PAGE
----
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opponent must do more than simply show that there is some metaphysical doubt as
to the material facts.” Matsushita Elec. Indus. Co. v. Zenith Radio Corp., 475 U.S.
574, 586 (1986). “[T]he nonmovant must go beyond the pleadings and designate
specific facts showing that there is a genuine issue for trial.” Little v. Liquid Air
Corp., 37 F.3d 1069, 1075 (5th Cir. 1994) (en banc).
“A genuine dispute of material fact means that ‘evidence is such that a
reasonable jury could return a verdict for the nonmoving party.’” Royal v. CCC & R
Tres Arboles, L.L.C., 736 F.3d 396, 400 (5th Cir. 2013) (quoting Anderson v. Liberty
Lobby, Inc., 477 U.S. 242, 248 (1986)). If the evidence presented by the nonmovant
“‘is merely colorable, or is not significantly probative,’ summary judgment is
appropriate.” Cutting Underwater Techs. USA, Inc. v. ENI U.S. Operating Co., 671
F.3d 512, 516 (5th Cir. 2012) (quoting Anderson, 477 U.S. at 249). In deciding
whether summary judgment is appropriate, the Court views the evidence and
inferences in the light most favorable to the nonmoving party. RSR Corp. v. Int’l
Ins. Co., 612 F.3d 851, 857 (5th Cir. 2010).
BILOXI PUBLIC SCHOOL DISTRICT’S MOTION
Plaintiff alleges that the School District is liable “for retaliating against
Plaintiff for exercise of her rights protected by the First Amendment.”3 (Pl.’s 2d
Am. Compl. ¶ 14, ECF No. 60). To succeed on her First Amendment retaliation
Plaintiff also alleges wrongful discharge under Mississippi state law in violation of
the McArn doctrine, Miss. Code Ann. § 25-9-173, and the School District’s
Whistleblower Protection Policy. (Pl.’s 2d Am. Compl., ¶¶ 14, 17, ECF No. 60).
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claim, Plaintiff must show that “(1) [s]he suffered an adverse employment action; (2)
[s]he spoke as a citizen on a matter of public concern; (3) [her] interest in the speech
outweighs the government’s interest in the efficient provision of public services; and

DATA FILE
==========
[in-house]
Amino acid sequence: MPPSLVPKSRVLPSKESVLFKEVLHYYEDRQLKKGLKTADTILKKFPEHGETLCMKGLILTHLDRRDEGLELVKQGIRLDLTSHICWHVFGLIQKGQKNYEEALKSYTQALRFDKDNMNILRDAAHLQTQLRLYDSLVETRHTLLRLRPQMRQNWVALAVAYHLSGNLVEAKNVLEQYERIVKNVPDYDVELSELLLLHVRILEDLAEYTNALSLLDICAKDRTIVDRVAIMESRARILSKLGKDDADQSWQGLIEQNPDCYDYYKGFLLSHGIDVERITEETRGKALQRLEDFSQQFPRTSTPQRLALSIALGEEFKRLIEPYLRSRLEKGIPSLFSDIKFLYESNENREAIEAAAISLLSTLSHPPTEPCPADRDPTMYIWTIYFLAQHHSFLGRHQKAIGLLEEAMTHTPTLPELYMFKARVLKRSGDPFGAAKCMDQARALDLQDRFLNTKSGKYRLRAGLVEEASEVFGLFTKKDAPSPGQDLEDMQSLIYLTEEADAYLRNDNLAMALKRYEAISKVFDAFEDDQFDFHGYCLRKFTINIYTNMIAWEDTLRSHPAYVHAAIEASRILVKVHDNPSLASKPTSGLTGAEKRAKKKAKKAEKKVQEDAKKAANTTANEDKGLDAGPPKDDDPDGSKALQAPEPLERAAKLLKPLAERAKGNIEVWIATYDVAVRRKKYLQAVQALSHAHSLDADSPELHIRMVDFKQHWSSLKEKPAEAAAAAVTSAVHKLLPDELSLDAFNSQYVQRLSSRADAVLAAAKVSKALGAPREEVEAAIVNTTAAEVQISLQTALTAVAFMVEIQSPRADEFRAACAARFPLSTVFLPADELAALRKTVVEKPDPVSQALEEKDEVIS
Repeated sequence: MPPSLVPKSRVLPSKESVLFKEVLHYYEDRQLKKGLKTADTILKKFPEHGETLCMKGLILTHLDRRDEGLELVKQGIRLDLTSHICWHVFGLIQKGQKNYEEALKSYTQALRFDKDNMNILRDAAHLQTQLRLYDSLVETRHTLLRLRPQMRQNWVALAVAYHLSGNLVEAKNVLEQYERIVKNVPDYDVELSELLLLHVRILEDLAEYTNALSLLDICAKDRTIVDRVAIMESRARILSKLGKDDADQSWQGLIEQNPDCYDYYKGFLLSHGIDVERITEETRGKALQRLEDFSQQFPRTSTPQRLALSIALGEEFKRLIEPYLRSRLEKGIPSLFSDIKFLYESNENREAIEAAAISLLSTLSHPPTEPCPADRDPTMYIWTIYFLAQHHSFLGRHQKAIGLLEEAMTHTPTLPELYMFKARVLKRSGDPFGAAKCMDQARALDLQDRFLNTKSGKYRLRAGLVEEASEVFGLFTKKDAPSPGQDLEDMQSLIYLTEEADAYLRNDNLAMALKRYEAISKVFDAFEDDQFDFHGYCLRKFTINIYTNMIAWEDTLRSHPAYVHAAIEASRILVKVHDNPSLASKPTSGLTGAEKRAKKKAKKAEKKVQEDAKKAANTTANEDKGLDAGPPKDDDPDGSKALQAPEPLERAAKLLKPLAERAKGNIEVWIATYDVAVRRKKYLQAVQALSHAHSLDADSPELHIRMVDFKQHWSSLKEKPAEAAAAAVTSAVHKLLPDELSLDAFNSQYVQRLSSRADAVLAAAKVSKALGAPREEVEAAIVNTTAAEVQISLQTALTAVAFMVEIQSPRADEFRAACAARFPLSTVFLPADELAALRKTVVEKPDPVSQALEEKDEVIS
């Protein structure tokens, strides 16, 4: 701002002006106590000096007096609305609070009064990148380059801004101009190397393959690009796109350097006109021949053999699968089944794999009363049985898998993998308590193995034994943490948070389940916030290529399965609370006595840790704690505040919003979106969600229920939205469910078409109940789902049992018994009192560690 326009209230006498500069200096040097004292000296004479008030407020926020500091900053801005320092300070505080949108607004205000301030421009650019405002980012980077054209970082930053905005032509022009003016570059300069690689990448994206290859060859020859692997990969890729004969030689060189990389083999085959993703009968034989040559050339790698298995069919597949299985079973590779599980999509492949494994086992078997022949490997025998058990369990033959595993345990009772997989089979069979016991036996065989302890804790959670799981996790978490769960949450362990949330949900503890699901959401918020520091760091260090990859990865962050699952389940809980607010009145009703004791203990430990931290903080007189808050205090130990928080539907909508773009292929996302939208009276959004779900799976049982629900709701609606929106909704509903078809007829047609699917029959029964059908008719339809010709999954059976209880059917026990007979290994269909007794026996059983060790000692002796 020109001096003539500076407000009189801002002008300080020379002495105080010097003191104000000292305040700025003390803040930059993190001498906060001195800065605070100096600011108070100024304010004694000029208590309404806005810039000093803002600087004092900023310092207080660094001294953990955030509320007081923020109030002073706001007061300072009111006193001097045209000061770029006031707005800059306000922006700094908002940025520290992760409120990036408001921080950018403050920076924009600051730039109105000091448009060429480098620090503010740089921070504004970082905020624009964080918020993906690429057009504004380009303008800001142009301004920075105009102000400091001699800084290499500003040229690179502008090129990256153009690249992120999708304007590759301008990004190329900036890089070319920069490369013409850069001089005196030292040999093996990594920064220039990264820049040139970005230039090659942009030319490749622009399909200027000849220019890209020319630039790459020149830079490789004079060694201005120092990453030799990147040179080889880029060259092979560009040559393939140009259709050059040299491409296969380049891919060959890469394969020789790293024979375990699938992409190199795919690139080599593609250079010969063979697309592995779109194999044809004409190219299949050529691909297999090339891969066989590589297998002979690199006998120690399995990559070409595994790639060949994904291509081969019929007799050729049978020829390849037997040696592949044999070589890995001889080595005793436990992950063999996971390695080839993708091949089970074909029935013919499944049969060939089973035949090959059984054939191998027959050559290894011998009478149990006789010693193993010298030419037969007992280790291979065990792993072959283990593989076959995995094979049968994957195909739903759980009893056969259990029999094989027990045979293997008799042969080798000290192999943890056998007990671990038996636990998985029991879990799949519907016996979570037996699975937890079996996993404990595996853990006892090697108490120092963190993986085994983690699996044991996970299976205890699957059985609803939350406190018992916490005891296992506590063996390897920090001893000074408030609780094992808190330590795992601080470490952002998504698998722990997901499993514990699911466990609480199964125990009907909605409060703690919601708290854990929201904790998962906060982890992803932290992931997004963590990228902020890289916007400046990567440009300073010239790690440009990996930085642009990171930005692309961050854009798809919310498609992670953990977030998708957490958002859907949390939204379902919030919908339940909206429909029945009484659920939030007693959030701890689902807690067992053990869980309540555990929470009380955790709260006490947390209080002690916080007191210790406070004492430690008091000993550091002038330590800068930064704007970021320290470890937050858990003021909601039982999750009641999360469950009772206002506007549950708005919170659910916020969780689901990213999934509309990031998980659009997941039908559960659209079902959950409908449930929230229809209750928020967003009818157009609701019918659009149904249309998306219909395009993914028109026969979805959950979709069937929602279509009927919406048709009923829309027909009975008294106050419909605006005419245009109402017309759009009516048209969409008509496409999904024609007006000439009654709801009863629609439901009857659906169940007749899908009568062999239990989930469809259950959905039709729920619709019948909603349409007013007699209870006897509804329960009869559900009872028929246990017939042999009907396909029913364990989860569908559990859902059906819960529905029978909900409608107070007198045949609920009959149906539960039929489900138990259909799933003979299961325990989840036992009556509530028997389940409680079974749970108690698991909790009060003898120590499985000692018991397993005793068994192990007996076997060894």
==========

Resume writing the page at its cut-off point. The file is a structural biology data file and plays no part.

(4) the speech precipitated the adverse employment action.” Jones v. Hosemann,
812 F. App’x 235, 239 (5th Cir. 2020). The School District argues that Plaintiff was
not engaged in constitutionally protected speech. (Mem. L. Supp. Mot. Part. Summ.
J., 1-4, ECF No. 85).
Constitutionally Protected Speech
“Whether speech is protected by the First Amendment is a question of law to
be determined by the court,” and “[a] public employee’s speech is entitled to judicial
protection under the First Amendment only if it addresses a matter of ‘public
concern.’” Dodds v. Childers, 933 F.2d 271, 273 (5th Cir. 1991) (citations omitted).
“Matters of public concern are those which can be fairly considered as relating to
any matter of political, social, or other concern to the community.” Alexander v.
Eeds, 392 F.3d 138, 142 (5th Cir. 2004) (quoting Branton v. City of Dallas, 272 F.3d
730, 739 (5th Cir. 2001) (internal quotations omitted)).
The capacity in which the plaintiff spoke is also relevant; the Fifth Circuit
distinguishes between “speech that is ‘the kind of activity engaged in by citizens
who do not work for the government,’ . . . and activities undertaken in the course of
performing one’s job.” Williams v. Dallas Indep. Sch. Dist., 480 F.3d 689, 693 (5th
Cir. 2007). “To rise to the level of public concern, the speech must have been made
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primarily as a citizen rather than as an employee.” Dodds v. Childers, 933 F.2d
271, 273 (5th Cir. 1991) (citing Thompson v. City of Starkville, 901 F.2d 456, 465
(5th Cir. 1990)). Further, it is possible to have a case of “mixed speech.” Such is “a
case in which an employee’s speech contains elements of both personal and public
concern.” Salge v. Edna Indep. Sch. Dist., 411 F.3d 178, 186 (5th Cir. 2005). “All
speech arising from ‘mixed motives,’ however, is not automatically protected; the
speaker must have spoken predominantly ‘as a citizen’ to trigger First Amendment
protection.” Dodds, 933 F.2d at 274. Moreover, “[t]he existence of an element of
personal interest on the part of an employee in the speech does not prevent finding
that the speech as a whole raises issues of public concern.” Id. (citing Thompson,
901 F.2d at 463-64).
“There is perhaps no subset of ‘matters of public concern’ more important
than bringing official misconduct to light.” Davis v. Ector Cty., Tex., 40 F.3d 777,
782 (5th Cir. 1994). Particularly, “‘[p]ublic interest is near its zenith when ensuring
that public organizations are being operated in accordance with the law, and seeing
that public funds are not purloined.’” Modica v. Taylor, 465 F.3d 174, 181 (5th Cir.